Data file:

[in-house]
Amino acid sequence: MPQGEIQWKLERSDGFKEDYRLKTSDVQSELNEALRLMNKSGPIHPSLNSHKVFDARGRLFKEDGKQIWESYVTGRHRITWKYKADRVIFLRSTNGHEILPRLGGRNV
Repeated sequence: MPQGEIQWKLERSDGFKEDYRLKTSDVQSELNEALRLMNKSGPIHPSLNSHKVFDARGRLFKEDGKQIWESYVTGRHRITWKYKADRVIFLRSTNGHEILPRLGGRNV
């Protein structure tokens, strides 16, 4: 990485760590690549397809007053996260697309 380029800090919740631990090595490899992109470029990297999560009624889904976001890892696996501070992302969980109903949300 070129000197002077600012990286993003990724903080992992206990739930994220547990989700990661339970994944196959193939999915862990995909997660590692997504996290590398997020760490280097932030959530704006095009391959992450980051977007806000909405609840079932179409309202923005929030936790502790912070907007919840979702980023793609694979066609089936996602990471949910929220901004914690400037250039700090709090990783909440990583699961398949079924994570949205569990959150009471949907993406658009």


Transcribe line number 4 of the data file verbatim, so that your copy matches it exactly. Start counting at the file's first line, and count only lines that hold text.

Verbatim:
């Protein structure tokens, strides 16, 4: 990485760590690549397809007053996260697309 380029800090919740631990090595490899992109470029990297999560009624889904976001890892696996501070992302969980109903949300 070129000197002077600012990286993003990724903080992992206990739930994220547990989700990661339970994944196959193939999915862990995909997660590692997504996290590398997020760490280097932030959530704006095009391959992450980051977007806000909405609840079932179409309202923005929030936790502790912070907007919840979702980023793609694979066609089936996602990471949910929220901004914690400037250039700090709090990783909440990583699961398949079924994570949205569990959150009471949907993406658009």